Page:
New research published in the European Health Journal suggests that replacing time spent sitting with standing and walking can help improve one’s metabolic levels and BMI.
A news release from the European Society of Cardiology explains that in their study, researchers gave activity monitors to 782 men and women, aged 36 to 80 years, who were taking part in the Australian Diabetes, Obesity and Lifestyle Study. The monitors were capable of determining, very accurately, how long each participant spent sleeping, sitting or lying down, standing and stepping (which includes walking and running).
After providing blood samples and measurements of their blood pressure, height, weight, and waist circumference, participants each wore an activity monitor on their thigh for 24 hours a day over a 7-day period. The researchers then used a statistical technique called isotemporal analysis to estimate the potential impact on health of reallocating time from sitting to standing or stepping, the survey continues.
Genevieve Healy, PhD, senior research fellow at the School of Public Health, The University of Queensland, Australia, who led the study, states in the release that time spent standing rather than sitting was significantly associated with lower levels of blood sugar and blood fats, as well as with a significant reduction in waistline and BMI.
“While the study cannot show that less time spent sitting causes the improvements in these markers of health, the associations it reveals are consistent with what is known already about the benefits of a non-sedentary lifestyle. More work is needed to understand cause and effect,” she says in the release.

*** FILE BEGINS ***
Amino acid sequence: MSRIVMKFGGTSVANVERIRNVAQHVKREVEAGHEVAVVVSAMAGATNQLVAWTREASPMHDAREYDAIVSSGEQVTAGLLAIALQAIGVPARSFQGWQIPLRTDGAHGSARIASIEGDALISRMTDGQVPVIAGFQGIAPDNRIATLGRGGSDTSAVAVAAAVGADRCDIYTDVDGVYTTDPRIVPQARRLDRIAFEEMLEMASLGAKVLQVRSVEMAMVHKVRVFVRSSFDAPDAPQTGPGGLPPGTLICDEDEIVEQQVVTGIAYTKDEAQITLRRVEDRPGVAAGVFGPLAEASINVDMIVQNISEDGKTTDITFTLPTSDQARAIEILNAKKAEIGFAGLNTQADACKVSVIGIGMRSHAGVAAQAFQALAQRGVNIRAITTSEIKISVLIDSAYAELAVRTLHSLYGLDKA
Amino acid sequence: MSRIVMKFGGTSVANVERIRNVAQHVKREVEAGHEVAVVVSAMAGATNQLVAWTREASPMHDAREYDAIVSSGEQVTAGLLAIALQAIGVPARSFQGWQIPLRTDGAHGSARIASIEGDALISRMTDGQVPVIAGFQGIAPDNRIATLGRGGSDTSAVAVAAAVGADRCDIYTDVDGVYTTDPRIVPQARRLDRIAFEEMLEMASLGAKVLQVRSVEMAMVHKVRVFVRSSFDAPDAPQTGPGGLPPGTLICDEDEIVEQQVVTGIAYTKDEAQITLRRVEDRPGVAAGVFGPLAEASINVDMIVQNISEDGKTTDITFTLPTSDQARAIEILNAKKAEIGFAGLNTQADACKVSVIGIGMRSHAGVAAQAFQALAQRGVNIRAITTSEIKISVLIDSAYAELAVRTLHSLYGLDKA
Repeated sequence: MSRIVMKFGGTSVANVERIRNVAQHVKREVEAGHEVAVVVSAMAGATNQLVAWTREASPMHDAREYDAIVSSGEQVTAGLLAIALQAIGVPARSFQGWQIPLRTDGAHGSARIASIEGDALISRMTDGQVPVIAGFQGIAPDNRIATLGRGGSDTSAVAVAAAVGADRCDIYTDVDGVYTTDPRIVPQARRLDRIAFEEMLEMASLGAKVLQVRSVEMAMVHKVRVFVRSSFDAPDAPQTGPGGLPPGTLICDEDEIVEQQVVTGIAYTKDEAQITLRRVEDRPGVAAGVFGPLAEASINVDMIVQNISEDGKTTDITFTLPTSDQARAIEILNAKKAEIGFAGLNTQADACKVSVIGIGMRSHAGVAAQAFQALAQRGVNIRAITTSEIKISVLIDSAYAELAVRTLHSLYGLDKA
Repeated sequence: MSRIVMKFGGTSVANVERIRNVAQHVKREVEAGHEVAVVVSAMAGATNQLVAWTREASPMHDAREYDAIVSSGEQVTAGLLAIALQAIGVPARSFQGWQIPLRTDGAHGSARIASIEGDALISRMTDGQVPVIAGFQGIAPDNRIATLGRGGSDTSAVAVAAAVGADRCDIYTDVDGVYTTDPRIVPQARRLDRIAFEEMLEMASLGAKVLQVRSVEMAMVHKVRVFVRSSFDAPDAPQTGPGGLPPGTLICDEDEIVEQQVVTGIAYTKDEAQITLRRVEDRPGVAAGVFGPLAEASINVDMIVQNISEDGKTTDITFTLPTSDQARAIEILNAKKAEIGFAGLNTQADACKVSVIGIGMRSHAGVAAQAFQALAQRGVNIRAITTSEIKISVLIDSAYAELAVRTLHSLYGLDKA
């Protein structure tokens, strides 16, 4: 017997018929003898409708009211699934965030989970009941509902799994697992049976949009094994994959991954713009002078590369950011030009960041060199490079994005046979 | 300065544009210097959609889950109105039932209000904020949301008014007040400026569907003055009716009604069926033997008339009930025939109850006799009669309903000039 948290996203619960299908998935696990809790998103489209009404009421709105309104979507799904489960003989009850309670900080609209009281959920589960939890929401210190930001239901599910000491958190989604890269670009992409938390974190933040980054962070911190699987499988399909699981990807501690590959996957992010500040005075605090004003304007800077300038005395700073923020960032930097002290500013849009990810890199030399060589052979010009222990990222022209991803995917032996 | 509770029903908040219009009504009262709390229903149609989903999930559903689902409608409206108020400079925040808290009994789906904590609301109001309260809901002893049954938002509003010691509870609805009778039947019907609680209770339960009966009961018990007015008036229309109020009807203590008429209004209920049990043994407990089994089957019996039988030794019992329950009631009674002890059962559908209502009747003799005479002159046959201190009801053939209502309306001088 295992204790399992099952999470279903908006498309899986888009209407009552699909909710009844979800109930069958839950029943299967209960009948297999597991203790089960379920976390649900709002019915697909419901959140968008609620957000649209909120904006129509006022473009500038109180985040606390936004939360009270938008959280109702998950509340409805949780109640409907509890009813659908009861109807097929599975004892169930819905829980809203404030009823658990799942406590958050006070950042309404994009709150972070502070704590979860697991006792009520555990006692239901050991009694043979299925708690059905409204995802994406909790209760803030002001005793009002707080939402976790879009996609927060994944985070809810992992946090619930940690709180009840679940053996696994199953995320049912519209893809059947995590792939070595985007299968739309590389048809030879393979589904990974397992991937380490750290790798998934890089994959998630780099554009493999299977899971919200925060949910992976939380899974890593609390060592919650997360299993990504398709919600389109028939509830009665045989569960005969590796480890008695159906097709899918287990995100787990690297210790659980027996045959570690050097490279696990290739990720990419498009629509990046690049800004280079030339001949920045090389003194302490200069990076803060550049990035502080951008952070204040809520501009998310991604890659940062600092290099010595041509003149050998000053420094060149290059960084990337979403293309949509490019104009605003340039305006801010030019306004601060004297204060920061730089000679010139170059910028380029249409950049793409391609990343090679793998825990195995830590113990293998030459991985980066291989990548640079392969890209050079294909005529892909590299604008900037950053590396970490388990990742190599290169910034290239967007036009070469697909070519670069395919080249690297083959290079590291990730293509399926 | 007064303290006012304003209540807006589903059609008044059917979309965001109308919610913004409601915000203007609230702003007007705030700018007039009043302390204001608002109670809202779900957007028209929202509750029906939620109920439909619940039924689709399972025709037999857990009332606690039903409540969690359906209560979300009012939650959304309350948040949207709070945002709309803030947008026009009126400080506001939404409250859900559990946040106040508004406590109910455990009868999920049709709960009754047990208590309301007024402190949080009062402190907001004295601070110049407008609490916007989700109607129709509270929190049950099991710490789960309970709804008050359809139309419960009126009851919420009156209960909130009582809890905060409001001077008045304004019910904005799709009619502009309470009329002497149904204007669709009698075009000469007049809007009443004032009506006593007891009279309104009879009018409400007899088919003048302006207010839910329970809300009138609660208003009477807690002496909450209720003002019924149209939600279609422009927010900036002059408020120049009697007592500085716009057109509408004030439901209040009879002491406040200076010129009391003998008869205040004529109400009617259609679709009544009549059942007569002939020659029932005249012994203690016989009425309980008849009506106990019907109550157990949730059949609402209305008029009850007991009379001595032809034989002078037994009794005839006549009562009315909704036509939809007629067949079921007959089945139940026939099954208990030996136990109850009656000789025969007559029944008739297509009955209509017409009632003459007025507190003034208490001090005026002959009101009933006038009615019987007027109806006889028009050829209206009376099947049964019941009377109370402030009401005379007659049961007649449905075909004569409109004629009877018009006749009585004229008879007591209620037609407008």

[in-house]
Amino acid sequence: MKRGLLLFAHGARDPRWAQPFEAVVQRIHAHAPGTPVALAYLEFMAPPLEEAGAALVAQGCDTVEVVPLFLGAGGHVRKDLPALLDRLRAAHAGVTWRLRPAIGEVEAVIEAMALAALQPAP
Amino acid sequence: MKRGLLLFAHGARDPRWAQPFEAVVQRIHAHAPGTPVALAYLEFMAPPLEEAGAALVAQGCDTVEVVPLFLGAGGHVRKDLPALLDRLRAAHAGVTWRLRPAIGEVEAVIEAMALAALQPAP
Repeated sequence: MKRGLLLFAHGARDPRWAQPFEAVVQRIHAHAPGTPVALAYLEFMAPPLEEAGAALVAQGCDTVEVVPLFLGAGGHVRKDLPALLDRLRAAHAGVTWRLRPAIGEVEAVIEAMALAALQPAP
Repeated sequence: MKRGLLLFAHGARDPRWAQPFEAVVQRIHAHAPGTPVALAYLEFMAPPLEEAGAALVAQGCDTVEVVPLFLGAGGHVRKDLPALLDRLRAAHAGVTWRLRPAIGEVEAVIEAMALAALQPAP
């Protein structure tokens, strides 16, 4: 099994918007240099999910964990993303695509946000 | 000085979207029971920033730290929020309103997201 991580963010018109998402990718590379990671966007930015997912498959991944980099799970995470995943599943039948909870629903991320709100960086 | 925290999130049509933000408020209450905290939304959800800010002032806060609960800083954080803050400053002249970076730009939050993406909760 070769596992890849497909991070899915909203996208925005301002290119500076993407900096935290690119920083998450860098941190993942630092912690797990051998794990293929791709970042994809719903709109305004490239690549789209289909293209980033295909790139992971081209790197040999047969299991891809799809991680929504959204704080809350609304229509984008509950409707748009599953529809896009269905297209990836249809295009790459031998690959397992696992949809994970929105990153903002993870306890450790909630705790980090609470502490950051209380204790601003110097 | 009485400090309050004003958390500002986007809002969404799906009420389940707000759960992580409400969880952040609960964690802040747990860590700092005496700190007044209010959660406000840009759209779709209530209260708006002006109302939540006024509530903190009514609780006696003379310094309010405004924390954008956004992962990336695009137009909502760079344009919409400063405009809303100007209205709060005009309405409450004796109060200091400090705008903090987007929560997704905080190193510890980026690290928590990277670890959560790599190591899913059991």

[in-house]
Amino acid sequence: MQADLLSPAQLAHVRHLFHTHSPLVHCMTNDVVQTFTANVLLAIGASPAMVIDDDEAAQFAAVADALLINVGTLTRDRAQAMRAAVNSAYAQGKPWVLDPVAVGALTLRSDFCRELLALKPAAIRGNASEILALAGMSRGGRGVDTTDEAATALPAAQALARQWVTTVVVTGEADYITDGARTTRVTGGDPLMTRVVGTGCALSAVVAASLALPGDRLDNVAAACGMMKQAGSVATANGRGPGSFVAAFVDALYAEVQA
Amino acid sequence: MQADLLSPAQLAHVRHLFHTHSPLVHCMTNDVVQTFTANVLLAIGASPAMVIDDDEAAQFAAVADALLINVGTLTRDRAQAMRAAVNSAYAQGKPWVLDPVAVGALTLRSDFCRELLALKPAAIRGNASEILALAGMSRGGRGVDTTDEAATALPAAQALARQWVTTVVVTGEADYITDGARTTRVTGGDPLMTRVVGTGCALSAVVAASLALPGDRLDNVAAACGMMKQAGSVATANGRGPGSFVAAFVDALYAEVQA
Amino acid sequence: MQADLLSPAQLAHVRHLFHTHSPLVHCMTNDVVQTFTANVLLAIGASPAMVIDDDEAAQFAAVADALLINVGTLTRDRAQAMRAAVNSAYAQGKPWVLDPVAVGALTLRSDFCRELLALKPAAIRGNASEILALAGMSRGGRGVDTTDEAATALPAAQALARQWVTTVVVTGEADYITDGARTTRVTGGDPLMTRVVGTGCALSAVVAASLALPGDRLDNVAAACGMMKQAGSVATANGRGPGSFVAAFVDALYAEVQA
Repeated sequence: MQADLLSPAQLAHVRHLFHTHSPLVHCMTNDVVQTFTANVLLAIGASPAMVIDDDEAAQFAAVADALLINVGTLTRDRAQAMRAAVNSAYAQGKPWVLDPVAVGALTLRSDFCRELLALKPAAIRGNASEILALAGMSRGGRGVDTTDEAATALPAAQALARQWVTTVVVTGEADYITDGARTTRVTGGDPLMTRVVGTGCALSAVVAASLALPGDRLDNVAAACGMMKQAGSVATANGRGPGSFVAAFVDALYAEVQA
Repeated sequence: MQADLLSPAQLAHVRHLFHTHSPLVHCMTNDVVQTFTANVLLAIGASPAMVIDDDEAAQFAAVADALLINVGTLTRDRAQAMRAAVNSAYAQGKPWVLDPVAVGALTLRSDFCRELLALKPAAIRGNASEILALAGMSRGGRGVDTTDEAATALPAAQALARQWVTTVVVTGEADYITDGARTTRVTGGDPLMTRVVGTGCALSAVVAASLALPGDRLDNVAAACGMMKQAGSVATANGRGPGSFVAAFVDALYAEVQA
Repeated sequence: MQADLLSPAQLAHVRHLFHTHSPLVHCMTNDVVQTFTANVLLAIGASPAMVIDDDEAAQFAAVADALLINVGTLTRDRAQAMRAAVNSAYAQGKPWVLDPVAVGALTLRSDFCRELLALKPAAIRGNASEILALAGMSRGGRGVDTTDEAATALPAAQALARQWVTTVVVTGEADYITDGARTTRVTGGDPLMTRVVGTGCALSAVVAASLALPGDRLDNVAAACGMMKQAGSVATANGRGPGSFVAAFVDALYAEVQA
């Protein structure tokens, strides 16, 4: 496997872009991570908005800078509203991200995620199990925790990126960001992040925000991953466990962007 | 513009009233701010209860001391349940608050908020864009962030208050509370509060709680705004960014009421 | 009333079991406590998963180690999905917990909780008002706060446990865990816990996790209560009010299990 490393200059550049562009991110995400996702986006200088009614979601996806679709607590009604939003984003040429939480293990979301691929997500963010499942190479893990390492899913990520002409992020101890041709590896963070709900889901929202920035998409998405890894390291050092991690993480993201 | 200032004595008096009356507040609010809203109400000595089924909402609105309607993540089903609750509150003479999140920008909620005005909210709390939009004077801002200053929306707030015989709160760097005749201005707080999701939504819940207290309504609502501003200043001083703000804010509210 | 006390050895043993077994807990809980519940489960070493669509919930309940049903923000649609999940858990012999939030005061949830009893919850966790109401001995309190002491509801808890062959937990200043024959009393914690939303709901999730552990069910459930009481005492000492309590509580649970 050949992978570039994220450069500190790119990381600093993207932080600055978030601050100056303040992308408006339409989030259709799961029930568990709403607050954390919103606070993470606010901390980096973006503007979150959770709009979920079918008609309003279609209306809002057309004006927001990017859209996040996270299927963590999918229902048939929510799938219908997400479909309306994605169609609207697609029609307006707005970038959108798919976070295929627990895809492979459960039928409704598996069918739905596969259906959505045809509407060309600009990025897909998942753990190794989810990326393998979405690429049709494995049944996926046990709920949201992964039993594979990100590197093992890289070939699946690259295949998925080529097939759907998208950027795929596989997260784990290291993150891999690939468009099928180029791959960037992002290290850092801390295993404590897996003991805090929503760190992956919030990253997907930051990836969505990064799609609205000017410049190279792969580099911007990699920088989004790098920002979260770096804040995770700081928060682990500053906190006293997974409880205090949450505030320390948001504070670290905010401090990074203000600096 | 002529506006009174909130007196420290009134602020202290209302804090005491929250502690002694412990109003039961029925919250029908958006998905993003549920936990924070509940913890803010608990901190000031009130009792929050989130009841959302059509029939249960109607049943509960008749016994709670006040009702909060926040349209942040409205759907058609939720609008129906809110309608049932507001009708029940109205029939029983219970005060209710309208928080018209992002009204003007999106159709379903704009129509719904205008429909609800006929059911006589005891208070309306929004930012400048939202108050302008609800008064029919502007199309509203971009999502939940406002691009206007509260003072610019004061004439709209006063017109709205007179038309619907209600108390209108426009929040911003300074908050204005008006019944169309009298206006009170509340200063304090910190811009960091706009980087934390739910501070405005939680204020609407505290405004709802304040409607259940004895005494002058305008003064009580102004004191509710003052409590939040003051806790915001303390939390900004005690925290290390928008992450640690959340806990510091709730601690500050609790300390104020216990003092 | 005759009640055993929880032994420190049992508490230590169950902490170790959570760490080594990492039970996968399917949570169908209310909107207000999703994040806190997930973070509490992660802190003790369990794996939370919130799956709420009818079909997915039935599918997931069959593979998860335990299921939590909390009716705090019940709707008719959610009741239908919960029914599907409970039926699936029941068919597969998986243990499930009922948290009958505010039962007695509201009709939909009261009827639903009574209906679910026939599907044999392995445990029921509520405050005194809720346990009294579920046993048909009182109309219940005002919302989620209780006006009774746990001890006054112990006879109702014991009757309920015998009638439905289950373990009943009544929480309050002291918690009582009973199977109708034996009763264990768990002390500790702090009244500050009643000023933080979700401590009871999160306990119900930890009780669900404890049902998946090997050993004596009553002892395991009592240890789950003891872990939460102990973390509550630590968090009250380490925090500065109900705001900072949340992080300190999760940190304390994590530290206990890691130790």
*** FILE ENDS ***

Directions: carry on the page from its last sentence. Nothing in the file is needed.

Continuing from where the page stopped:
An extra 2 hours per day spent standing rather than sitting was associated with approximately 2% lower average fasting blood sugar levels and 11% lower average triglycerides (fats in the blood). Extra standing time was also associated with 0.06 mmol/L higher average levels of the “good” type of cholesterol, HDL, and a 6% lower average total/HDL cholesterol ratio, which indicates an improvement in the total amount of HDL cholesterol in relation to “bad” LDL cholesterol, the release explains.
Replacing 2 hours a day of sitting time with stepping was associated with an approximately 11% lower average BMI and a 7.5 cm smaller average waist circumference. In addition, average blood sugar levels fell by approximately 11% and average triglycerides by 14% for every 2 hours spent walking rather than sitting, while HDL cholesterol was 0.10 mmol/L higher. There was no significant effect on BMI or waistline of replacing sitting time with standing, the release continues.
Healy states in the release that the data has important public health implications, given that standing is a common behavior that usually replaces sitting, and that can be encouraged in the workplace with interventions such as sit-stand desks.
“However, it is important to say that not all sitting is bad; but if people can incorporate alternatives to sitting wherever possible, it may benefit their heart and metabolic health,” she continues in the release.
Healy notes in the release that she and her colleagues are working to encourage people to stand up more in their workplaces.
“We are also looking to increase the amount of time spent stepping as well,” she concludes in the release.
[Source(s): European Society of Cardiology, Science Daily]